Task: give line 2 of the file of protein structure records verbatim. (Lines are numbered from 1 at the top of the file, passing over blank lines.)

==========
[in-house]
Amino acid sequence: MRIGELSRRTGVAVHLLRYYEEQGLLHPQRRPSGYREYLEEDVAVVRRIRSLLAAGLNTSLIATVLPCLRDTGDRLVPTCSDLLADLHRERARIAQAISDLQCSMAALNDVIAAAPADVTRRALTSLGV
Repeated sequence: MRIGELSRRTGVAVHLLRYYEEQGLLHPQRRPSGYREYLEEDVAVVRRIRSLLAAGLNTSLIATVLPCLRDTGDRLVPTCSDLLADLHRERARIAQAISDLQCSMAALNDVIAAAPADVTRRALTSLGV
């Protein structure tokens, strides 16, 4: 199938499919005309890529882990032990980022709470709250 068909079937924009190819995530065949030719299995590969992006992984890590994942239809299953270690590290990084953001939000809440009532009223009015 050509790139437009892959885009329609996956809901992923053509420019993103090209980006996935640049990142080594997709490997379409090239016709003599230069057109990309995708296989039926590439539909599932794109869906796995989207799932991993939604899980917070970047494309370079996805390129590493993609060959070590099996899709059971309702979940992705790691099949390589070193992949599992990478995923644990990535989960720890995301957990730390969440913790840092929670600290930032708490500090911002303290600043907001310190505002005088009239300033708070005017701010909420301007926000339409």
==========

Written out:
Amino acid sequence: MRIGELSRRTGVAVHLLRYYEEQGLLHPQRRPSGYREYLEEDVAVVRRIRSLLAAGLNTSLIATVLPCLRDTGDRLVPTCSDLLADLHRERARIAQAISDLQCSMAALNDVIAAAPADVTRRALTSLGV